However, the fact that neither the new minister nor deputy minister has any track record of engagement with the ICT sector in any form indicates that the Department of Communications is once more the beneficiary of a President’s need to find positions for his supporters, rather than finding the right person for the positions. This means a long learning curve, and little action in the short term. It does not necessarily reflect on management, decision-making or policy-making ability, since good advisors could always provide the support structure needed in that regard.
General Siphiwe Nyanda, the new Minister of Communications, brings with him a long track record of military command and coordination in both underground, pre-democracy, and formal, post-apartheid leadership. However, he retired as head of the SA National Defence Force in 2005, and has since been better known as a lobbyist for Jacob Zuma – hence the reward. But would one of the military or security portfolios not have been more appropriate?
That said, He would be the ideal person to lead a national infrastructure roll-out – along with the action required to make that infrastructure meaningful to then population. However, given the glaring absence of any connection with the ICT sector, observers can be forgiven for expecting another passenger appointment, rewarded for past good deeds rather than in the expectation of future delivery.
Promise would lie in the vision he expressed for his role as Chief of the SANDF when he was appointed in 1998. His mission statement, as announced by the ANC on his retirement, had included this line: “The SANDF will become a learning organisation practising continuous improvement in partnership with the nation… the time has come for the SANDF to benchmark against the best.” Replace SANDF with DoC, and you would have a recipe for success.
The danger does exist, however, that we may have a Department that takes its lead from cabinet, rather than showing cabinet the lead, as was the case with the previous communications regime. The activist and ‘Zuma-camp’ credentials of the new incumbents indicates a left-oriented approach that probably means that there will not be an aggressive drive towards the further liberalisation of telecommunications.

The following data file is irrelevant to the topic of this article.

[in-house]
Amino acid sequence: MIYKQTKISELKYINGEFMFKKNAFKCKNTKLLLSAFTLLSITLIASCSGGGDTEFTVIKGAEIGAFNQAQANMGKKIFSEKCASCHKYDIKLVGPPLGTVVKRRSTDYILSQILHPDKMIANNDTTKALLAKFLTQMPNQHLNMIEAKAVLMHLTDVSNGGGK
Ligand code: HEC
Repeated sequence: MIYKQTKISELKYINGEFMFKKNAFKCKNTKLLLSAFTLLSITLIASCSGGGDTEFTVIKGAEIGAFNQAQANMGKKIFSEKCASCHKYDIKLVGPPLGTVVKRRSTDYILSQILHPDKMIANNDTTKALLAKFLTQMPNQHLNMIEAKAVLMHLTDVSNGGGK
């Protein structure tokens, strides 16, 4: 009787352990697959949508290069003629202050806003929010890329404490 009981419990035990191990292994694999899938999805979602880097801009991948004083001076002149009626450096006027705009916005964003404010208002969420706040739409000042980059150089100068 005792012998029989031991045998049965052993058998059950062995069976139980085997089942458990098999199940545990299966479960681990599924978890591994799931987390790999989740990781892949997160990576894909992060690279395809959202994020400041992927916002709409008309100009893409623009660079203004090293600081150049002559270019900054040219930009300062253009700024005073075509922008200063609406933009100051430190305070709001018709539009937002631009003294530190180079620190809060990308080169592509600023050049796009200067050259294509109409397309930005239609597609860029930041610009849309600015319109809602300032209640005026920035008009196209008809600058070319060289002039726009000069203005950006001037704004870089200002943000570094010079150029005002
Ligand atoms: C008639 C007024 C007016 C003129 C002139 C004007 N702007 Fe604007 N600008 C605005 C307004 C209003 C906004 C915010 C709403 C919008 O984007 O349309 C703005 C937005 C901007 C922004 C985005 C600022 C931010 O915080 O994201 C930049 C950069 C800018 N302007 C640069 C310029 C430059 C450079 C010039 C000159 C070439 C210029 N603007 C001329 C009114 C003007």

There are bright spots in the Cabinet: the new Minister of Trade and Industry, Rob Davies, formerly deputy minister in the dti, is a fierce proponent of a stronger role by the Competition Commission (see his most recent speech on the topic). Deputy Minister of Science and Technology Derek Hanekom is both wise and pragmatic in that role. As Minister of Land Affairs in the Mandela cabinet and Deputy Minister of Science and Technology since 2004, he has been an effective policymaker and bridge-builder. cooperation with these related ministries would be no bad thing for the DoC.
World Wide Worx has expressed the requirement for the Zuma presidency to treat telecommunications as a national priority by appointing a Minister who will champion the cause of ICT, rather than be a reflection of vested interests. The appointment of General Nyanda does not meet this criterion. The campaign for a National Broadband Strategy, to take one issue, may not fall on deaf ears, but is unlikely to be met with great enthusiasm by this Ministry. In many Government circles, broadband is viewed as the province of the privileged rather than the force for economic advancement that it has been in many countries. And, while lip service has been paid to the importance of ICT, this importance was never given effect by the Mbeki casbinet. Given the credentials of the new leadership, there is little to indicate, so far, that this perspective will change dramatically.
Instead, as we saw with the previous Ministry, it is likely that state involvement in telecommunications will continue to be championed as a means of holding off liberalisation rather than of promoting it. Nevertheless, the momentum of growing competition is such that the sector will thrive despite the Department of Communications, rather than because of the Department.